“That is why we have introduced further temporary policy flexibilities,” a spokesperson said.

But Richmond warned the more the DfE relaxes the rules around the nature and form of work placements, the more they “weaken the justification for their own T Level reforms”.

Education secretary Nadhim Zahawi told FE Week last month he had seen evidence that there would be sufficient numbers of employers and placements available when T Levels are at full scale. The DfE has so far refused to share the evidence.

Jon Yates, who was a special adviser to then-education secretary Damian Hinds when he was developing T Level policy, said it was “surprising and very welcome” that ministers and colleges had stuck to the T Levels rollout in the face of the pandemic.

“Our young people deserve a world-class technical education approach and that requires sticking rather than chopping and changing,” he added.

The DfE said it will publish “high-level numbers” of T Level enrolments for all providers in their T Level action plan “very shortly”.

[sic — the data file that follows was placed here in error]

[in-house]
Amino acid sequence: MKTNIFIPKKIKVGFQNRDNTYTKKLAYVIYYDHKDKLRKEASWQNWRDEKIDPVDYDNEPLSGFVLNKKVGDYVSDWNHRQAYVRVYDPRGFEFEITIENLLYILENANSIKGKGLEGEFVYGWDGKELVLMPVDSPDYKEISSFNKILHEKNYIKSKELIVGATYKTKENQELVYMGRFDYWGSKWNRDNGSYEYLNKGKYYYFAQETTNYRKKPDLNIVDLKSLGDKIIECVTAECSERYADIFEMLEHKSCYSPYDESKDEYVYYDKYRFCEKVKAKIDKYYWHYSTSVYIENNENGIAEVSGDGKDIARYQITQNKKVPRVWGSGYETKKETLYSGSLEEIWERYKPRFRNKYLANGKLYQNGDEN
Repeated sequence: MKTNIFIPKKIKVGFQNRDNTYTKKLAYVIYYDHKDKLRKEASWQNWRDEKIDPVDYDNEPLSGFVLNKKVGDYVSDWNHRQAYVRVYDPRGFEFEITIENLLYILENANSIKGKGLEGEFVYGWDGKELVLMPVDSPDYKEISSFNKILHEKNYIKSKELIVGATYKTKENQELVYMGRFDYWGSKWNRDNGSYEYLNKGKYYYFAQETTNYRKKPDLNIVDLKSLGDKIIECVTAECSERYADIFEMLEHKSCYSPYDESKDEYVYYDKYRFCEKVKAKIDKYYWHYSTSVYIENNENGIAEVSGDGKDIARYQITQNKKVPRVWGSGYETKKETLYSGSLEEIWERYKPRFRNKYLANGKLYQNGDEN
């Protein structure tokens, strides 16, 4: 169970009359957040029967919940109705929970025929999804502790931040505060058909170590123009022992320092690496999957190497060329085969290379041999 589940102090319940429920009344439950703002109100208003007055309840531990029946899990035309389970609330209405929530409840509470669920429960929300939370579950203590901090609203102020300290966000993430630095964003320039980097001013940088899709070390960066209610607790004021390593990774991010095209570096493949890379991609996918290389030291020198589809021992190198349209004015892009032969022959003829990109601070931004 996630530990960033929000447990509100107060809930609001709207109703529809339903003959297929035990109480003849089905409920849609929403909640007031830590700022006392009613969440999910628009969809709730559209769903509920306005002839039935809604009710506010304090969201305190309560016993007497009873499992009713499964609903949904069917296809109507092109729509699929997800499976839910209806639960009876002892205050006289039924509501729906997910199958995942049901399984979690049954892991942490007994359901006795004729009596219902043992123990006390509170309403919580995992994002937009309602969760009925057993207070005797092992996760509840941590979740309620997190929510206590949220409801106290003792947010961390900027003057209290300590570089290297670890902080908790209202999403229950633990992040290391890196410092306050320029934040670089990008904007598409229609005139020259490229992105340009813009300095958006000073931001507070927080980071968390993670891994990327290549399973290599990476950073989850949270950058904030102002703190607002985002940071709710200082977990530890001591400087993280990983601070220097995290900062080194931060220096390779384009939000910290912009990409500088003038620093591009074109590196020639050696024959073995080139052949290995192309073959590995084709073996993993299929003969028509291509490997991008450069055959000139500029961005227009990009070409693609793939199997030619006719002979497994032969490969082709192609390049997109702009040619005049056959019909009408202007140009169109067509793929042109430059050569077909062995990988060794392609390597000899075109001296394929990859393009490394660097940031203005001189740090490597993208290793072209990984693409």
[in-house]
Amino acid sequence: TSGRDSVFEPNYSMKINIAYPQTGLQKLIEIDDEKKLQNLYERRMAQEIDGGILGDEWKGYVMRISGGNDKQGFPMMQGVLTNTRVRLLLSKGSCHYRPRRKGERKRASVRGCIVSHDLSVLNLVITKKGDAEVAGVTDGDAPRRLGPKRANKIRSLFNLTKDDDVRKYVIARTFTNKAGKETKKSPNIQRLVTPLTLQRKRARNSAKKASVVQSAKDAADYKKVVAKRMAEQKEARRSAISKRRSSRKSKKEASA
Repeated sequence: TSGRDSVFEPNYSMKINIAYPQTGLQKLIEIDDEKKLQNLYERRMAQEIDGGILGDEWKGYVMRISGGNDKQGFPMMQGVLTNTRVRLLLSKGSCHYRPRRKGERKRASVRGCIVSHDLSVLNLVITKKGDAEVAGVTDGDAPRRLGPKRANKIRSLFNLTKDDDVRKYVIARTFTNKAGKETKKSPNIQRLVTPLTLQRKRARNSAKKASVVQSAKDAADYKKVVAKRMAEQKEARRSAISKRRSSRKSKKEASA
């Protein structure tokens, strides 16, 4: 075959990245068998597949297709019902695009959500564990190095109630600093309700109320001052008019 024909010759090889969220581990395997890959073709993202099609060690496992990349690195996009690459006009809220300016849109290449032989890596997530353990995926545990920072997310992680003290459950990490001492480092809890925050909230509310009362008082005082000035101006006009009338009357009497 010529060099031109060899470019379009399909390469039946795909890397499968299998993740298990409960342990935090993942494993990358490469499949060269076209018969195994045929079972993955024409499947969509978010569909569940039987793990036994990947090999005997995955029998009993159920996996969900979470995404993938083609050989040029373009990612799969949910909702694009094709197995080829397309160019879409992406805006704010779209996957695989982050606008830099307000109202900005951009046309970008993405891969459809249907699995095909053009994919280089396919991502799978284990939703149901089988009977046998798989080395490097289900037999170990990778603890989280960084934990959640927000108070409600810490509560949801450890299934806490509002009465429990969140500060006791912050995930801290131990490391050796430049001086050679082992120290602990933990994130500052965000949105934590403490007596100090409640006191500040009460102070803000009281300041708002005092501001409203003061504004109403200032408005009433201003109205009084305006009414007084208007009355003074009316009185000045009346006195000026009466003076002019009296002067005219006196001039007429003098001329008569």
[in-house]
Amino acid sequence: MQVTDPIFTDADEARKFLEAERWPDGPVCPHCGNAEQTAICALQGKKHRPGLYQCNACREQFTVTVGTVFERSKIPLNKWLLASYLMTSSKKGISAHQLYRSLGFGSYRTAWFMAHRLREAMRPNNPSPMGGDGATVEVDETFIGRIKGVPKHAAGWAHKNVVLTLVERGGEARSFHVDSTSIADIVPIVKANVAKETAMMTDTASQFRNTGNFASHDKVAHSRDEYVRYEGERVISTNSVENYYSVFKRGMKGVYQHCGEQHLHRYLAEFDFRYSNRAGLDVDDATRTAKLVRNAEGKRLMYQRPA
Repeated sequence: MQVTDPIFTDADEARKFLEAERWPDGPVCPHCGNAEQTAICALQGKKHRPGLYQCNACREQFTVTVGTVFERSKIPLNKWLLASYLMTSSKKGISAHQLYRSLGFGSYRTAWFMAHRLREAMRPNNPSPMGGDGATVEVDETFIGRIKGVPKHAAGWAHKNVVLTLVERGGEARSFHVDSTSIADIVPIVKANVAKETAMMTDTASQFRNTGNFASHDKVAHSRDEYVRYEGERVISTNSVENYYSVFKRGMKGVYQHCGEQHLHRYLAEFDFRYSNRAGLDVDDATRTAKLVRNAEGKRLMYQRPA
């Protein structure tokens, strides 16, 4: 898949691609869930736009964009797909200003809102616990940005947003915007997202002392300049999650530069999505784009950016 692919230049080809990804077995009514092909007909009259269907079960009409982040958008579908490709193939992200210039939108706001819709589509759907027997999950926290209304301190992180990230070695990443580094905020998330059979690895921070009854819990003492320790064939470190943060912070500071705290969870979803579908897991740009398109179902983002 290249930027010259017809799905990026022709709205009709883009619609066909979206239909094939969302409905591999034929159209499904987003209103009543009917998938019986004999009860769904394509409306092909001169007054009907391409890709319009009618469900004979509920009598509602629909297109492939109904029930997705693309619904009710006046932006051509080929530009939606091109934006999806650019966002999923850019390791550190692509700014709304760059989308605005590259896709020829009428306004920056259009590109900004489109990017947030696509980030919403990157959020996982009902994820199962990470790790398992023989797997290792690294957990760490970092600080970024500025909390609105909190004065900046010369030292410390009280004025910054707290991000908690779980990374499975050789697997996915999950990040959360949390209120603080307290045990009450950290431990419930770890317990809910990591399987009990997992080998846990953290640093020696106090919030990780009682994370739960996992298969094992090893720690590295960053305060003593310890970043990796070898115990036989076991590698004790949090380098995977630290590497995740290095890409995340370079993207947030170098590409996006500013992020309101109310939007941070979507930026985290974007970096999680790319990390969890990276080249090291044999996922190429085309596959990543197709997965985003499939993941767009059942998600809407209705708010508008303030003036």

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One comment

  1. jim grant

    We were initially sceptical about T Levels as we have seen many false dawns in vocational education over the years. However, our early involvement convinced us that these are the real deal and we were impressed by the research undertaken and the care to roll them out slowly and to learn from the experience. These are early days and while we have been hampered by Covid at every turn our overall experience of being a Wave 1 College is good.
    In particular :
    *Employer written frameworks which focus on applied knowledge
    *They are far more challenging than Applied Generals but in a good way. Without reducing access and, since students don’t need to hit Level 3 standards until year 2 (with Applied Generals this is expected in term 1) it can be argued that they are MORE accessible.